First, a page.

By Al Jazaeera
Tropical storm leaves Bangladesh flooded and thousands of Rohingya refugees ‘without a roof’.
At least seven people have died and 50 others injured by Cyclone Mora that has also left thousands of Rohingya refugees in Bangladesh waiting for help after a night in the rain.
Bangladesh’s border region, home to around 12,000 Rohingya refugees that fled Myanmar, faced the brunt of the storm. It struck the island of Saint Martin and Teknaf in the coastal district of Cox’s Bazar, where officials said some 200,000 people were evacuated to shelters.
In Chittagong district, about 150,000 people were evacuated.
Shamsul Alam, a Rohingya community leader, told Reuters news agency the damage in the camps was severe with almost all the 10,000 thatched huts in the Balukhali and Kutupalong camps destroyed.
“Most of the temporary houses in the camps have been flattened,” Alam said.
The Bangladesh government estimates there are more than 300,000 Rohingya in the country. The Rohingya are a Muslim minority shunned by Myanmar’s Buddhist majority.
“We heard that a cyclone was coming. But there’s no place we can go,” 27-year-old Hamida Begum, who said she fled to Bangladesh three months ago after her husband disappeared, told Reuters on Wednesday.
“I hate being a Rohingya. We are being tortured in Myanmar. Now in Bangladesh we have no rights. Nothing. After this cyclone, we don’t have a roof. We are living under the sky. We have no future.”
Authorities had evacuated more than 400,000 people from the low-lying border districts before the storm. However, most of the Rohingya refugees remained in their makeshift shelters when the storm struck.
“There’s no roof. We are just drinking water. The little food we had in our home was all damaged after the cyclone,” said Setara Begum, a mother of two, including a five-month old.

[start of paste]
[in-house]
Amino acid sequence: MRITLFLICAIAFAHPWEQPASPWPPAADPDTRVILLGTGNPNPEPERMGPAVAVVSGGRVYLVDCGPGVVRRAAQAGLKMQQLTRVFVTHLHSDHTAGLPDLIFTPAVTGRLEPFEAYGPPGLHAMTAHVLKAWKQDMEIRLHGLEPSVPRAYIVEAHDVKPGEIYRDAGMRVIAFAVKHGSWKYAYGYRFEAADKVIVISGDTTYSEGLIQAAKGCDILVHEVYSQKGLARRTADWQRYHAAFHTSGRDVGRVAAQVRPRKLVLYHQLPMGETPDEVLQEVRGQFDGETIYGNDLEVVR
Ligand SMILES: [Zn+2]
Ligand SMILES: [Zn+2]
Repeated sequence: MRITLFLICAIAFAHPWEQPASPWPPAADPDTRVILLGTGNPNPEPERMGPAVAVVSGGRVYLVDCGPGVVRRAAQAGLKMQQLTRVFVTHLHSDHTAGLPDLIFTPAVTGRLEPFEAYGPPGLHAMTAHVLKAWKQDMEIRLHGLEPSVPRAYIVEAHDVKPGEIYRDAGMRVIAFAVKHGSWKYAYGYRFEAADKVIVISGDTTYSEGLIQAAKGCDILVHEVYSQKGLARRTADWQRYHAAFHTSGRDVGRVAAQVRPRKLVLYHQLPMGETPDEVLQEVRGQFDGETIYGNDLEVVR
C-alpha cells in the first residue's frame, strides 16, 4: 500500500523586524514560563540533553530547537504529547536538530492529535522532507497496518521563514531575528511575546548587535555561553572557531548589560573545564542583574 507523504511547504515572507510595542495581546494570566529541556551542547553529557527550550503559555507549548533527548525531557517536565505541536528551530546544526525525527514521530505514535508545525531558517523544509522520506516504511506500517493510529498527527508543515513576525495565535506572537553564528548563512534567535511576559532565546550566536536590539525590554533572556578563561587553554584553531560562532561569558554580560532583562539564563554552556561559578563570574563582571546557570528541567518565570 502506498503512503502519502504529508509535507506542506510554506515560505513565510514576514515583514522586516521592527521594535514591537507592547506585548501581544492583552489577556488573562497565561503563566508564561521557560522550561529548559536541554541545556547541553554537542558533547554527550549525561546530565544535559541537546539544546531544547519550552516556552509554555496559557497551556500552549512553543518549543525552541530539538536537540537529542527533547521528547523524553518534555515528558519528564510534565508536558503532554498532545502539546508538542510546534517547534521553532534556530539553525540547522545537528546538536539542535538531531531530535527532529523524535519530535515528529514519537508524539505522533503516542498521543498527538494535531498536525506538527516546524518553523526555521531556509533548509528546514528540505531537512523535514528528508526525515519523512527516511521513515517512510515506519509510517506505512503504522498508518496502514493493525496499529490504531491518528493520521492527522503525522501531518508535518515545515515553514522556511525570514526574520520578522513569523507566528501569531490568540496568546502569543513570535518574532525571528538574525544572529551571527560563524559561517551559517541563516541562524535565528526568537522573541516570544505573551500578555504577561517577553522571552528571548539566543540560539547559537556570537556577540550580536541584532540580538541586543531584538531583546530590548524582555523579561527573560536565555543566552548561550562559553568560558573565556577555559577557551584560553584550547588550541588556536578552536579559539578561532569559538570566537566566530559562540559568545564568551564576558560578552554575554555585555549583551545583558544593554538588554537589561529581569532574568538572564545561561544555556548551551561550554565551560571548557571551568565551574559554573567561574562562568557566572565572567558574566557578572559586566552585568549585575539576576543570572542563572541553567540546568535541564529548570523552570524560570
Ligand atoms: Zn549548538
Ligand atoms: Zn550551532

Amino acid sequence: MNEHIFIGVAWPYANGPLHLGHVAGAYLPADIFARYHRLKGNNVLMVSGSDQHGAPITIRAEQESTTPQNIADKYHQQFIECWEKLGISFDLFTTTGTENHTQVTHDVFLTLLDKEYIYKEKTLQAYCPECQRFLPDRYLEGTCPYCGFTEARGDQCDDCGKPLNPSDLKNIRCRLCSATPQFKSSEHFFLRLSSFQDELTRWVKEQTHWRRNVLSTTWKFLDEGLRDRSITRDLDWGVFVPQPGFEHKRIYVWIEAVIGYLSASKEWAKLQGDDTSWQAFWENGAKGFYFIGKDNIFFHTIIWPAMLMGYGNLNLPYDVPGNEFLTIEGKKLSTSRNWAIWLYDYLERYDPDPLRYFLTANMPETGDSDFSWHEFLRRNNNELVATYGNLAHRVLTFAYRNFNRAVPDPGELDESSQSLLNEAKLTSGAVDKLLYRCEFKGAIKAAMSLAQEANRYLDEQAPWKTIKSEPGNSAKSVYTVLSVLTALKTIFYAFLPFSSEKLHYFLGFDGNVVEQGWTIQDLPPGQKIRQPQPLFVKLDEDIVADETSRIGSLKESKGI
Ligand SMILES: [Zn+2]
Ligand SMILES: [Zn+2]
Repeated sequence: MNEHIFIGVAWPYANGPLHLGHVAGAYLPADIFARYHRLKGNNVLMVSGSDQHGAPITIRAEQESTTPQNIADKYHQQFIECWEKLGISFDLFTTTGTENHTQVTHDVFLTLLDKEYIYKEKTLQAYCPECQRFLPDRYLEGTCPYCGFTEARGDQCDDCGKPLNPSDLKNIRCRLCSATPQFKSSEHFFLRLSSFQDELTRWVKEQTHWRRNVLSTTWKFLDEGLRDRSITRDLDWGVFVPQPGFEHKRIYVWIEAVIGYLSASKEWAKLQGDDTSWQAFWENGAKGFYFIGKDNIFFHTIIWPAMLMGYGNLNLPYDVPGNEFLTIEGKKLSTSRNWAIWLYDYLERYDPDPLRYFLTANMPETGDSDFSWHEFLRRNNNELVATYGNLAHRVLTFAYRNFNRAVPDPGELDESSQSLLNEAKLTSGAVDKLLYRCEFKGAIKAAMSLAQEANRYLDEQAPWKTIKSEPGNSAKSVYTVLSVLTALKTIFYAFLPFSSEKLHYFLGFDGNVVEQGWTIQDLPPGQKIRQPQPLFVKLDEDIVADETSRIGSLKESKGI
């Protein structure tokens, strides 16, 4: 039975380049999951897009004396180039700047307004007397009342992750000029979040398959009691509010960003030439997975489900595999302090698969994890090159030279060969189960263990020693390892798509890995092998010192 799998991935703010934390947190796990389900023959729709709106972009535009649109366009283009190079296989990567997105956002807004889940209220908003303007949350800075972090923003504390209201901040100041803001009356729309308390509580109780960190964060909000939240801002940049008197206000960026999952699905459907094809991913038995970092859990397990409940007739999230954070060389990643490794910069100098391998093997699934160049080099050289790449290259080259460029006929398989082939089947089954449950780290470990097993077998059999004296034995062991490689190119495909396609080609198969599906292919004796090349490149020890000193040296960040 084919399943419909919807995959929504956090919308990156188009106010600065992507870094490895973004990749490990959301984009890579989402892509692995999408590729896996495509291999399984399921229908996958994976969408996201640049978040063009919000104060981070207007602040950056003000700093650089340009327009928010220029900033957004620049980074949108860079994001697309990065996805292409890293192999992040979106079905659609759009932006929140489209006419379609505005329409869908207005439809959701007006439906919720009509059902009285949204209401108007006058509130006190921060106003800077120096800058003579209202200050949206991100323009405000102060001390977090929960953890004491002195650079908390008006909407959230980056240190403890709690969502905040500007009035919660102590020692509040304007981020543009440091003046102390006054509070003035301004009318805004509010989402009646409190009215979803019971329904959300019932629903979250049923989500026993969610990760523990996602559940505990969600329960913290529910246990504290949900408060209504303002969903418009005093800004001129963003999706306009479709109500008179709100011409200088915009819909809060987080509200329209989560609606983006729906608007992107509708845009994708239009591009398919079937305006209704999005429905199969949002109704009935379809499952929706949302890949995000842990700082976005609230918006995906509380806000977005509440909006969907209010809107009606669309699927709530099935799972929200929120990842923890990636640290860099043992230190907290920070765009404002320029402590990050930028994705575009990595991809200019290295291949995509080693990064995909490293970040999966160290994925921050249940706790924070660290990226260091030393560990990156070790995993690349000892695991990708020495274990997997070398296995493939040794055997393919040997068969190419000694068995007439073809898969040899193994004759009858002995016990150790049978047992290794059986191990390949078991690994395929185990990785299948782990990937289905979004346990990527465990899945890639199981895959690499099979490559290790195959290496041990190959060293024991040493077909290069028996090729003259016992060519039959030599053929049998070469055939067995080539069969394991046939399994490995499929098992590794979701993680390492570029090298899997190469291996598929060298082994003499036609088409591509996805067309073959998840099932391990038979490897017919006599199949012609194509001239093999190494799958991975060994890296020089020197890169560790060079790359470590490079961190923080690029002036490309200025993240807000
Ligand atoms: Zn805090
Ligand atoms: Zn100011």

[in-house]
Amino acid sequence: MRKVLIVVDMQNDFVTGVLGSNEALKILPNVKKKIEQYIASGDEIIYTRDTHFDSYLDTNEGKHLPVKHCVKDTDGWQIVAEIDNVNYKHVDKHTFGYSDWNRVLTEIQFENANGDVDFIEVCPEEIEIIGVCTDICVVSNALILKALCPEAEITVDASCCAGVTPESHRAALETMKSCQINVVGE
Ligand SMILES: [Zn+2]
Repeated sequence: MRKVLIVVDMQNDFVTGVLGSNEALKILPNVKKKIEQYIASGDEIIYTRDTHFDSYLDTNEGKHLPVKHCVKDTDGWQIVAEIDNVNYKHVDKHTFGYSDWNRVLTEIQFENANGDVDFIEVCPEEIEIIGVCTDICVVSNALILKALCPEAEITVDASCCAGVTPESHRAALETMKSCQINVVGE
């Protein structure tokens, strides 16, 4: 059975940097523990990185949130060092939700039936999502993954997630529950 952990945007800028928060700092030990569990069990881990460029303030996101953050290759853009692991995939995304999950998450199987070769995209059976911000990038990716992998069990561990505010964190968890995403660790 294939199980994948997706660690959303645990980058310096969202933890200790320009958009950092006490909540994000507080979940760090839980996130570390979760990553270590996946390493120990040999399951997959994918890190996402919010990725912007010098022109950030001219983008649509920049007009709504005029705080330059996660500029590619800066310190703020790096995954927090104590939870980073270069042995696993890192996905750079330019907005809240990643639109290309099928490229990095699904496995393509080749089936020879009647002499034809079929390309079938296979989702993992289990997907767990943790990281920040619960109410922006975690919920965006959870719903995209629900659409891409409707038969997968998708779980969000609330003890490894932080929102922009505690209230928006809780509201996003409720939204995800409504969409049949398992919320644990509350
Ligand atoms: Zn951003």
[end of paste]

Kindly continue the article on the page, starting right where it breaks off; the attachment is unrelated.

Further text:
“My children are crying for food. I am helpless. I have no money. There’s no hope. I don’t know how I will raise my children.”
Beyond the camps, officials were also assessing the damage elsewhere. The chief administrator said 17,500 houses had been completely destroyed and 35,000 partially damaged in the district.
“After the storm, there’s an acute crisis of food, shelter, health services, water and sanitation facilities in the makeshift settlements,” said Sanjukta Sahany, local head of the International Organization for Migration which coordinates relief in some of the camps.
The refugee camps suffered extensive damage, and there were also pockets of damage in the broader community, but no reports of casualties, the UN Office for the Coordination of Humanitarian Affairs said.
Omar Farukh, a community leader in Kutupalong camp – one of several camps for Rohingya in Cox’s Bazar – described the misery of those left behind.
“We have passed a difficult time. We had no tin or plastic sheets above our heads and almost all of us passed the night in the rain,” Farukh told Reuters by telephone.
“We tried to save our belongings, whatever we have, with pieces of plastic sheet,” he said before adding agency officials visited the Kutupalong camp to see what was needed.
Al Jazeera’s Tanvir Chowdhury, reporting from Kutupalong camp, said authorities and NGOs were not present in the camp and refugees had to repair the damage themselves.
“They are left on their own,” he said.